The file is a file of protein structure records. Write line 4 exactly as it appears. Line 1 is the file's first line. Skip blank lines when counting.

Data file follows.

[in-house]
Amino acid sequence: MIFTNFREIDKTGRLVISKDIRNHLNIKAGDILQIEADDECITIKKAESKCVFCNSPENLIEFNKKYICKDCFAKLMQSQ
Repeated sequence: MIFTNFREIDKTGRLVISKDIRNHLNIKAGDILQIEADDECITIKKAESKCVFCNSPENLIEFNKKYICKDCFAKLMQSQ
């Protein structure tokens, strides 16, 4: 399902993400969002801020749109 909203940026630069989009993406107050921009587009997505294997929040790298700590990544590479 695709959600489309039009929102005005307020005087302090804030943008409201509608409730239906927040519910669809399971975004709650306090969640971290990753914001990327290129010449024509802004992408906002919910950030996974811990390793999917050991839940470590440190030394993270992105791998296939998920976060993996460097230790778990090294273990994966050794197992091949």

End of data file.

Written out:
């Protein structure tokens, strides 16, 4: 399902993400969002801020749109 909203940026630069989009993406107050921009587009997505294997929040790298700590990544590479 695709959600489309039009929102005005307020005087302090804030943008409201509608409730239906927040519910669809399971975004709650306090969640971290990753914001990327290129010449024509802004992408906002919910950030996974811990390793999917050991839940470590440190030394993270992105791998296939998920976060993996460097230790778990090294273990994966050794197992091949």